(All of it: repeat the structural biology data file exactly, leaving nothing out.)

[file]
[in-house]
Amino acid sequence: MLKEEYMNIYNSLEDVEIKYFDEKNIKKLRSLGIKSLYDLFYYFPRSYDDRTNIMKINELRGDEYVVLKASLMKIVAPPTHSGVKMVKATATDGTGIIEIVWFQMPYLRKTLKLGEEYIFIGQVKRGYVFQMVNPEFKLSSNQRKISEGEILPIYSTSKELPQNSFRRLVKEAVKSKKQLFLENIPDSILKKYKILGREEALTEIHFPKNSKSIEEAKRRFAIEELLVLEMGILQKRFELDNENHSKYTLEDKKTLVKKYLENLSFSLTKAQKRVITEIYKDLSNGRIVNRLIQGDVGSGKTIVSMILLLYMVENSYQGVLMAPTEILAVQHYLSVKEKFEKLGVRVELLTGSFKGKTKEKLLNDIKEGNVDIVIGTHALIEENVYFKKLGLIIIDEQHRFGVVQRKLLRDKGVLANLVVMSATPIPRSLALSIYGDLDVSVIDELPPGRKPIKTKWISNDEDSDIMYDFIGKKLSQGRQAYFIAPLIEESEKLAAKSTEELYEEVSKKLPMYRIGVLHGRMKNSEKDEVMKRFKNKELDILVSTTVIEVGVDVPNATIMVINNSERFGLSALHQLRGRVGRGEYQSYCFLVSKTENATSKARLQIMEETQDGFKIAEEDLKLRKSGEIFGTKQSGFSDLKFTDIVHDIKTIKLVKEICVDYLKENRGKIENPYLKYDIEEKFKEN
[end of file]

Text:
[in-house]
Amino acid sequence: MLKEEYMNIYNSLEDVEIKYFDEKNIKKLRSLGIKSLYDLFYYFPRSYDDRTNIMKINELRGDEYVVLKASLMKIVAPPTHSGVKMVKATATDGTGIIEIVWFQMPYLRKTLKLGEEYIFIGQVKRGYVFQMVNPEFKLSSNQRKISEGEILPIYSTSKELPQNSFRRLVKEAVKSKKQLFLENIPDSILKKYKILGREEALTEIHFPKNSKSIEEAKRRFAIEELLVLEMGILQKRFELDNENHSKYTLEDKKTLVKKYLENLSFSLTKAQKRVITEIYKDLSNGRIVNRLIQGDVGSGKTIVSMILLLYMVENSYQGVLMAPTEILAVQHYLSVKEKFEKLGVRVELLTGSFKGKTKEKLLNDIKEGNVDIVIGTHALIEENVYFKKLGLIIIDEQHRFGVVQRKLLRDKGVLANLVVMSATPIPRSLALSIYGDLDVSVIDELPPGRKPIKTKWISNDEDSDIMYDFIGKKLSQGRQAYFIAPLIEESEKLAAKSTEELYEEVSKKLPMYRIGVLHGRMKNSEKDEVMKRFKNKELDILVSTTVIEVGVDVPNATIMVINNSERFGLSALHQLRGRVGRGEYQSYCFLVSKTENATSKARLQIMEETQDGFKIAEEDLKLRKSGEIFGTKQSGFSDLKFTDIVHDIKTIKLVKEICVDYLKENRGKIENPYLKYDIEEKFKEN